Palliative care provides important support for people living with serious or life-limiting illnesses and their family caregivers. In this course, you will learn to use symptom assessment tools to better understand which symptoms are present and which are most distressing. In subsequent weeks you will learn about some of the most common and distressing symptoms such as anorexia (loss of appetite), dyspnea (shortness of breath), fatigue (weakness), delirium(confusion) and constipation and nausea/vomiting. For each of these symptoms, you will learn about the underlying cause and potential ways to support people and their families to manage the symptoms with simple practical and non-medical approaches as well as a review of medications as appropriate. In addition, you will learn to help people with their emotional response to symptoms and loss of function.
You will be able to immediately use these insights, skills, and tools in your work with people living with serious illness. In other courses, you will learn communication skills, whole person assessment, how to ease physical pain and explore ways to ease psycho-social-spiritual distress.
Introduction to Common Symptoms and Anorexia
Welcome! In this module, you will learn about physical symptom assessment and then about the distressing symptoms of anorexia (loss of appetite) and cachexia (extreme weight loss). People living with serious illness often have more than five non-pain symptoms, like loss of appetite, dyspnea, weakness, confusion and many others that are contributing to suffering. You will learn how to use a symptoms assessment tool to help providers understand what symptoms are present and what is most distressing and needs prompt attention. In the second part of this week, you will learn about the common symptom of anorexia: Loss of appetite. When you understand anorexia you are able to look for reversible causes, support patient and family emotional distress, and offer practical help to manage this problem.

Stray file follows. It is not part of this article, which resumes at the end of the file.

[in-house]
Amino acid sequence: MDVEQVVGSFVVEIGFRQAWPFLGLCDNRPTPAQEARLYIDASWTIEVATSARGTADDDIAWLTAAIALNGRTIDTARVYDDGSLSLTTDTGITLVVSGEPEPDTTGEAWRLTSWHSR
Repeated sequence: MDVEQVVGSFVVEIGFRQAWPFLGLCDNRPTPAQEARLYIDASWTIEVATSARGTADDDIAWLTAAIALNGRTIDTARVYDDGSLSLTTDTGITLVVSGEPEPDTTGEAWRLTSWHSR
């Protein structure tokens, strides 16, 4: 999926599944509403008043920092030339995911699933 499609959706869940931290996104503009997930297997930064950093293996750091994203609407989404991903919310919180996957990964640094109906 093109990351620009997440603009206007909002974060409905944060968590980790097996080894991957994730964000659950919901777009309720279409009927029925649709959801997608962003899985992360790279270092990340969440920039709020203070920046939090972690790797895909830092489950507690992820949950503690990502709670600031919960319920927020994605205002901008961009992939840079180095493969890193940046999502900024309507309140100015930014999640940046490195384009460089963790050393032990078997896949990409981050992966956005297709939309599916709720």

In this module, you will review dyspnea assessment basics. You will start with defining dyspnea and the scope of the dyspnea problem in the palliative care setting. You will review various types and causes of dyspnea in people with serious illness. To understand how medications and integrative pain therapies work to decrease dyspnea, you need to know how the body recognizes dyspnea and makes a person short of breath. You will review how to evaluate a person’s dyspnea and how to help people pace themselves so that they can live with shortness of breath.
Weakness and Fatigue
In this module you learn about the physical symptom of asthenia, also called fatigue. Fatigue and weakness are seen in almost all people living with serious illness. Although fatigue is common and very emotionally distressing, providers often don't talk about it with patients and families because they think that there is nothing they can do. Although fatigue is a difficult symptom to treat it is important to look for reversible causes, consider ways to reduce the distress of fatigue and provide practical help to cope and live well with serious illness.
In this module the learner will be introduced to the term “cognitive impairment”, the common types of this impairment, how these types differ, as well as signs and symptoms experienced by patients suffering with this type of serious illness.
Nausea, Vomiting, and Constipation (NVC)
Nausea, vomiting, and constipation are frequent symptoms among patients with advanced illness. The aim of this lecture is to review how these symptoms occur and how they can be treated from a palliative care perspective.
Nancy Robertson, Maurice Scott, Kelly Arora, Amos Bailey and Regina Fink
This fantastic course is, so far, arguably the best discussion I have ever received on recognizing and managing physical symptoms in the palliative care setting. Unfortunately, palliative care is only lightly taught in the medical school, so this course...
This fantastic course is, so far, arguably the best discussion I have ever received on recognizing and managing physical symptoms in the palliative care setting. Unfortunately, palliative care is only lightly taught in the medical school, so this course (and the Coursera Specialization where it belongs) is a blessing. The material is amazingly compatible to a considerably wide range of audiences - from professional practitioners to non-professional caregivers to patients themselves. Apart from these, this course puts equal premium on direct physical/pharmacological interventions and the more subtle techniques, reflecting that palliative care should be taking care of the whole person (and her/his/their loved ones), not just the disease and its symptoms.